You know how sometimes, you acquire a bottle of beer that’s going to be really, really good? The temptation is to chill it and serve it immediately, but that’s not always the best course of action. You will have read about the beer on some rating site and it’s got a 98. It’s a world class beverage. You’re probably not going to be able to get it again unless you go across the border and pay a ludicrous amount of money. You put it at the back of the fridge and shift it to the back of your mind. Maybe you read about other people drinking it, but you think “I’m saving that one for a special occasion.”
Delayed gratification tends to make things sweeter. At least it cuts down on the immediate buyer’s remorse.
It’s the same way with events and locations in Toronto. Sometimes you want to save them up so that you can just go in with the selfish intention of enjoying them. I know that a lot of times a blogger is a publicity tool, but I’ve become relatively comfortable with the idea that there are enough beer bloggers in Toronto that I don’t have to go to every event. Actually, with the way the market is taking off there is frequently more than one event on the same day. It’s becoming impossible to cover everything.
It’s for this reason that I feel no shame in admitting that I hadn’t been to WVRST until Tuesday.
I know. It’s a huge part of the Toronto beer scene, and everybody has been there. There are beer school events where people learn about beer and it seems to have become a hip spot with lineups frequently stretching down King Street even in winter. I can’t even realistically claim that I’ve been too busy to go. I was sort of saving it up because I knew it was going to be good.
I hadn’t ever really gotten a full picture of the thing. I was astonished by how spare the décor is. The tile wall proclaiming the name of the place is immediately recognizable by anyone who has taken the subway (as Chris Grimley pointed out to me). The walls are dark, except for the giant whiteboard. The lighting might as well have been stolen directly from an outdoor beer garden. There’s none of the brewery ephemera that you might find on a patio, but it still somehow maintains the semblance of being an outdoor space, possibly because of the dark ceilings.
I was invited to a tasting of Schneider products. I had tried all of them before, because they’ve done very well in the LCBO in recent years. They make some excellent beer, but for me the focus of the evening was trying to understand what it was about WVRST that makes people gravitate there.
The tap lineup is quite impressive. Local craft offerings interspersed with some Dieu Du Ciel and a lineup of German favorites. It’s a very balanced selection and from what I’ve heard, they actively pursue local breweries in an attempt to get their beers on tap. Also, the serving sizes are well considered and the prices are reasonable. I believe on Tuesday it was possible to get a stein of Sawdust City’s Lone Pine IPA for eleven bucks, which is a steal.
We were drinking Schneider beers; in the presence of Susanne Hecht, no less. She’s a joy to listen to because she’s so knowledgeable about beer. Also, she’s a pretty formidable presence in the beer world, so Chris Grimley and I were on our best behaviour, choosing to forego the steins.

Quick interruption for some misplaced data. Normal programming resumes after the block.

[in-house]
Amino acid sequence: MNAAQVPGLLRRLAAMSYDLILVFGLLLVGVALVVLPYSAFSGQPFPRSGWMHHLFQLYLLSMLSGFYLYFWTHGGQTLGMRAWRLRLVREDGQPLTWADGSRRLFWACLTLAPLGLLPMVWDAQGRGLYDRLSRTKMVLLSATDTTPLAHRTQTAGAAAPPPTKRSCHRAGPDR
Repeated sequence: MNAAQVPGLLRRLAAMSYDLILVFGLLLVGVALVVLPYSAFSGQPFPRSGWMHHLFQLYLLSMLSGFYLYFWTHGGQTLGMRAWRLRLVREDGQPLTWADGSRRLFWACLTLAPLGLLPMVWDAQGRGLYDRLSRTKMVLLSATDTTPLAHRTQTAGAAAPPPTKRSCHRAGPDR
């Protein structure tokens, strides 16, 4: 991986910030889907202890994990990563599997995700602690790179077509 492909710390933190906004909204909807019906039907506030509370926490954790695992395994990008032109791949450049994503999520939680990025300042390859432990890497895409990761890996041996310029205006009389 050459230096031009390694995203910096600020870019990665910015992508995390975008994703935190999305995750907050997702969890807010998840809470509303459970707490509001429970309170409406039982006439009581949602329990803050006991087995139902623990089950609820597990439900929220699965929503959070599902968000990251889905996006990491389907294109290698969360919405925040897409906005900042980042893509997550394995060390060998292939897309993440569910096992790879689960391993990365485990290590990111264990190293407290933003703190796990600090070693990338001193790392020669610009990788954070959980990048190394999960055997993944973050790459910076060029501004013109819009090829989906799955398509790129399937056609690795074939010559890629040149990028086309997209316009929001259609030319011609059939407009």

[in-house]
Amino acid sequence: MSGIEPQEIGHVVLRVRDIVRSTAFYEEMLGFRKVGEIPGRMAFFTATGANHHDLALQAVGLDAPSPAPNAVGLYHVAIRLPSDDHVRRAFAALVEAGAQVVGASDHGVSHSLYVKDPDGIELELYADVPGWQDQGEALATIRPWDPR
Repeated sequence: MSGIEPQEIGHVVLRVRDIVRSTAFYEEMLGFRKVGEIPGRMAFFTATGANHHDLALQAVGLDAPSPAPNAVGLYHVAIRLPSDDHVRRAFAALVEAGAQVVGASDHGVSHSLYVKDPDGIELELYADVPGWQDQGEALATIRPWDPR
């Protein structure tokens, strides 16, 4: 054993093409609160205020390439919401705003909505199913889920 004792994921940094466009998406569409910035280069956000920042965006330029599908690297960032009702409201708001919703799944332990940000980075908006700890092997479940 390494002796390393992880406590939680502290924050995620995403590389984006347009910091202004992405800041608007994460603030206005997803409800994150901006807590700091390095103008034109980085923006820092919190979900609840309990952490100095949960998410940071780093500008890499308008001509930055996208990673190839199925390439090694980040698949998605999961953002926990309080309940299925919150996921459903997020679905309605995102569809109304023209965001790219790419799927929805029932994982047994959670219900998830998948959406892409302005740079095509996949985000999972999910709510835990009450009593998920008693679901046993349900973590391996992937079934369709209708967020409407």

I have another admission: I have frequently been disappointed by beer and sausage as a combo. I realize that it is a classic pairing and that it is a no brainer and that everyone in the entire world from tailgaters to the Pope likes a beer and a sausage. Usually it’s taken for granted and there’s not a lot of thought that goes into it.
Not so at WVRST.
The sausages contain exactly the right amount of fat. Throughout the pairings the sausages were never greasy. The flavours that were intended came across precisely. The bun is of exactly the right texture and dimension to house the sausage. It contains any juice that runs from the sausage without becoming spongy. Somebody has clearly put a lot of thought into this.
We had the Pheasant Sausage with Schneider’s Original Weisse and the pairing worked incredibly well. The apple and shallots in the sausage complemented the underlying sweetness of the wheat beer nicely. We had the Venison Sausage with the Aventinus and the red wine and Dijon in the sausage worked with the spiciness of the wheat dopplebock. Finally we had the Lamb Merguez Currywurst with the Schneider Hopfenweisse, which managed to stand up to the heat of the harissa and curry. The duck fat fries came close to starting a fist fight.
The thing that I noticed, as we were going along, is that this is not a place that people stay and hang out at. People walk in. They walk to the counter and order food. They walk to the bar and order a beer. They sit down, they eat and then they walk out. This is not exactly a pub, and although you could hang around if you wanted to, it’s not really what it’s there for. The turnover is high and I would guess eighty to a hundred people came through in the two hours I was there.
This is clearly a lesson: too often we get caught up on making sure the beer list is great at the expense of other elements. WVRST looks like it ought to have been a no brainer. I kept thinking “why hasn’t someone done this before?” Those might be the best sausages I’ve ever had. The beer list would tend to be one of the best in the city. Either element could draw a crowd from all over. The prices are reasonable. It’s located fairly centrally. They’ve managed to strip the entire beer and food thing down to its barest elements without complicated menus and without pretense while maintaining quality.
Well, like I said: I knew it was going to be good. I just didn’t know how good.